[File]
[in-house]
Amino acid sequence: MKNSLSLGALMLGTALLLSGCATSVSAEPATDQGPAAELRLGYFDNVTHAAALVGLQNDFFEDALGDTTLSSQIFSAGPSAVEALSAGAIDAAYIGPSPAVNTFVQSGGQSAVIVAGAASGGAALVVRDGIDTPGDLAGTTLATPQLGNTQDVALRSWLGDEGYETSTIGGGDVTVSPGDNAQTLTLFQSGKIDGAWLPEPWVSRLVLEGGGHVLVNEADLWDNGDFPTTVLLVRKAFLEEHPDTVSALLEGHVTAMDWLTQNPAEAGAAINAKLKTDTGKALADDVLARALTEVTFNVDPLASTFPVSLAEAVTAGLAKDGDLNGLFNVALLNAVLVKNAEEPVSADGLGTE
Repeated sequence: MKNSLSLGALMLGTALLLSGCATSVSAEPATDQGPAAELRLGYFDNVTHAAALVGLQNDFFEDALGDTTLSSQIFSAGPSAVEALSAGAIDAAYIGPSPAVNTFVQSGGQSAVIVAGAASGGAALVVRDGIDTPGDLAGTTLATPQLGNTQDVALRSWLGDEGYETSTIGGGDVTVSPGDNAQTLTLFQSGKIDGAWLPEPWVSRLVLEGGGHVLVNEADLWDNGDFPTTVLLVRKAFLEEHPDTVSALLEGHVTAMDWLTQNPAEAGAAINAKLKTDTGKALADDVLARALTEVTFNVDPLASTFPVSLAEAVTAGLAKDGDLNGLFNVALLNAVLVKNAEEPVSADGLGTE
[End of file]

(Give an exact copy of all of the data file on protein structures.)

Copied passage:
[in-house]
Amino acid sequence: MKNSLSLGALMLGTALLLSGCATSVSAEPATDQGPAAELRLGYFDNVTHAAALVGLQNDFFEDALGDTTLSSQIFSAGPSAVEALSAGAIDAAYIGPSPAVNTFVQSGGQSAVIVAGAASGGAALVVRDGIDTPGDLAGTTLATPQLGNTQDVALRSWLGDEGYETSTIGGGDVTVSPGDNAQTLTLFQSGKIDGAWLPEPWVSRLVLEGGGHVLVNEADLWDNGDFPTTVLLVRKAFLEEHPDTVSALLEGHVTAMDWLTQNPAEAGAAINAKLKTDTGKALADDVLARALTEVTFNVDPLASTFPVSLAEAVTAGLAKDGDLNGLFNVALLNAVLVKNAEEPVSADGLGTE
Repeated sequence: MKNSLSLGALMLGTALLLSGCATSVSAEPATDQGPAAELRLGYFDNVTHAAALVGLQNDFFEDALGDTTLSSQIFSAGPSAVEALSAGAIDAAYIGPSPAVNTFVQSGGQSAVIVAGAASGGAALVVRDGIDTPGDLAGTTLATPQLGNTQDVALRSWLGDEGYETSTIGGGDVTVSPGDNAQTLTLFQSGKIDGAWLPEPWVSRLVLEGGGHVLVNEADLWDNGDFPTTVLLVRKAFLEEHPDTVSALLEGHVTAMDWLTQNPAEAGAAINAKLKTDTGKALADDVLARALTEVTFNVDPLASTFPVSLAEAVTAGLAKDGDLNGLFNVALLNAVLVKNAEEPVSADGLGTE